Brexit will mark the biggest change in Britain’s place in the world since the unravelling of its Empire, the most spectacular act of which was the ending of the Raj in August 1947.
To those of my colleagues trying to get the sustained attention of British audiences for foreign news next year good luck with that!
News needs an element of surprise – or at least something that’s novel. The 2014 election outcome hardly came as a bolt from the blue, but the emphatic margin of Narendra Modi’s victory was startling, and the decisive victory for a non-Congress party was historic.
The world sat up and took notice. India’s new prime minister was frostily determined not to talk to the world’s media and he cold-shouldered quite a lot of the Indian media too; but there was huge interest in the man, his political method and the ideological blend he championed.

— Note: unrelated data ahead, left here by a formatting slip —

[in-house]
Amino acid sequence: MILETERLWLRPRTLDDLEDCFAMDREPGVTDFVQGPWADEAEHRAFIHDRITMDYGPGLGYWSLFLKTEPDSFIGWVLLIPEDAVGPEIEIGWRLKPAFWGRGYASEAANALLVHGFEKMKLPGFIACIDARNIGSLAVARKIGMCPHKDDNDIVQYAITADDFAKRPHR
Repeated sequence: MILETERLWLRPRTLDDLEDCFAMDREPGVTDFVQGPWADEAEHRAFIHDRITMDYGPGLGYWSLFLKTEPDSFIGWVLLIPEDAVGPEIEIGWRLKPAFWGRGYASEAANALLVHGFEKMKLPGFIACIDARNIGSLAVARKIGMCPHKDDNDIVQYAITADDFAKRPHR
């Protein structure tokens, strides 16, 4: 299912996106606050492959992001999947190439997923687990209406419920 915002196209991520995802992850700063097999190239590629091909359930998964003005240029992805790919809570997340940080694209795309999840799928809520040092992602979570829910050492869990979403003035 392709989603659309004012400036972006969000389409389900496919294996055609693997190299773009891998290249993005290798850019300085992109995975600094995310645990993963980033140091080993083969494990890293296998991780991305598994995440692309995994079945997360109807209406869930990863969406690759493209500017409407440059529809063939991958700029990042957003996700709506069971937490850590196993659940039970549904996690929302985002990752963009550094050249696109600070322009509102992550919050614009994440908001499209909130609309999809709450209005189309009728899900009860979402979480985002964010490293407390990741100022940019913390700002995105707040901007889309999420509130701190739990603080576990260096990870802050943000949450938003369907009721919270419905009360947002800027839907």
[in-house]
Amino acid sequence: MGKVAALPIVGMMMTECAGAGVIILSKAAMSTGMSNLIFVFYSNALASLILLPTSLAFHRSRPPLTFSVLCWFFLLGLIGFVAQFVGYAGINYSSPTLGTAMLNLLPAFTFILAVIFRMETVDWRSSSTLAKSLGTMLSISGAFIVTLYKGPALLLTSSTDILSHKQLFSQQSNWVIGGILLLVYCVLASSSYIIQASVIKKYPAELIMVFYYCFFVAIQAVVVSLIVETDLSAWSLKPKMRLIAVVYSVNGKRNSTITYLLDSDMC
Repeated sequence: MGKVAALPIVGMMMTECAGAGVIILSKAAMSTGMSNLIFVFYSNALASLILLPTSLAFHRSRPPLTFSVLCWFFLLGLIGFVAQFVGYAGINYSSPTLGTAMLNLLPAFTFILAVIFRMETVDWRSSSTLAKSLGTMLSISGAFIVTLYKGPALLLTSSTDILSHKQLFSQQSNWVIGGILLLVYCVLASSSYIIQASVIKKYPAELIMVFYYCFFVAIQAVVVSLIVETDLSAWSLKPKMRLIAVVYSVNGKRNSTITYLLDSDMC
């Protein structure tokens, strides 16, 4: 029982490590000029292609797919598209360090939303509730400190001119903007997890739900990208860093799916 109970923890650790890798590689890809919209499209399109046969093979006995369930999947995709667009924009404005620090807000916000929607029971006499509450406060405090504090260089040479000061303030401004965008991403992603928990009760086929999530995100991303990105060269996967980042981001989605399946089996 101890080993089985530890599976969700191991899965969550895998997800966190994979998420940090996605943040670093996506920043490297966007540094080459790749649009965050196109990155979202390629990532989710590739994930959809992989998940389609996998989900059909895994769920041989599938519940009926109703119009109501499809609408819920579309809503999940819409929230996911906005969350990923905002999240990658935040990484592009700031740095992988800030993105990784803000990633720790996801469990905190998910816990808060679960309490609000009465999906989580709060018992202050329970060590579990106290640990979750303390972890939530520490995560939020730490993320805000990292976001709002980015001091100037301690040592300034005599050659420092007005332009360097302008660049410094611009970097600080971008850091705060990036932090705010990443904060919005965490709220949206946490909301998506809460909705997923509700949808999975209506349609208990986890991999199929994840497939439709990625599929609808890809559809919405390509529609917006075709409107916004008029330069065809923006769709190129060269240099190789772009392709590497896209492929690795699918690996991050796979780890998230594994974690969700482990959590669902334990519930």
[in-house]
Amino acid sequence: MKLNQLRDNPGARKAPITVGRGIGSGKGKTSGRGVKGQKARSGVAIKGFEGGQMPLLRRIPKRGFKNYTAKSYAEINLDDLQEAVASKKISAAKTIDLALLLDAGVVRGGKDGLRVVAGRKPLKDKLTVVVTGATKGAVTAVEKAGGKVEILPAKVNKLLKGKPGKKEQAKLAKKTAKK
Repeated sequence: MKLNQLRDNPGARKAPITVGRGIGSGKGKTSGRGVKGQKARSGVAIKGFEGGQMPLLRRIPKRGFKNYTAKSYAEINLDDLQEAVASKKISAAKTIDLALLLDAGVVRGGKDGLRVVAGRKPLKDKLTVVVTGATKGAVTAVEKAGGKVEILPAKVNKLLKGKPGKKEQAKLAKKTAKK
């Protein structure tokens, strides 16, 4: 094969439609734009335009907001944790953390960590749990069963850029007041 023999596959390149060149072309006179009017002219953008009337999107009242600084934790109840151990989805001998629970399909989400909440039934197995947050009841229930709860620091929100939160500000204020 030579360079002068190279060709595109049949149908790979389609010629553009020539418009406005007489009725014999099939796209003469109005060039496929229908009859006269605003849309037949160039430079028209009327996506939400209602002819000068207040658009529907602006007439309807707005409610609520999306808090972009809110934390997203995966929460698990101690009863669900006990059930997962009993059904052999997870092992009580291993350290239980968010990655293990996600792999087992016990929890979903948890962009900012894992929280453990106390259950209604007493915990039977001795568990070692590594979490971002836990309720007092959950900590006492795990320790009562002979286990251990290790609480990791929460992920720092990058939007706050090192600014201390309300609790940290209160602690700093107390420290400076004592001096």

This time round, the outcome is likely to be less sensational. There’s plenty of time yet for an electoral upset, but we are likely to be talking more about the margin of victory than about who won.
And the world feels it knows as much as it wants to about Mr Modi that’s not to say they understand the man, or the nature of the party he leads, just that he’s no longer turning heads as the new guy on the block.
As a new prime minister, Narendra Modi travelled the world, enthused the Indian diaspora and struck-up at first glance unlikely friendships, notably with Barack Obama.
Of late, he’s been more focussed on his domestic profile – as makes sense, given the electoral cycle. His most eye-catching domestic initiative – that bonfire of the bank notes which is hidden behind the mealy-mouthed word ‘demonetisation’ – was so outlandish that much of the world looked on in mute incomprehension.
The specialist financial outlets aside, a lot of the coverage was knockabout stuff – so how come a guy with a thick wad of bank notes can’t buy lunch? – rather than giving the subject the scrutiny that it was due.
India’s new prime minister was frostily determined not to talk to the world’s media and he cold-shouldered quite a lot of the Indian media too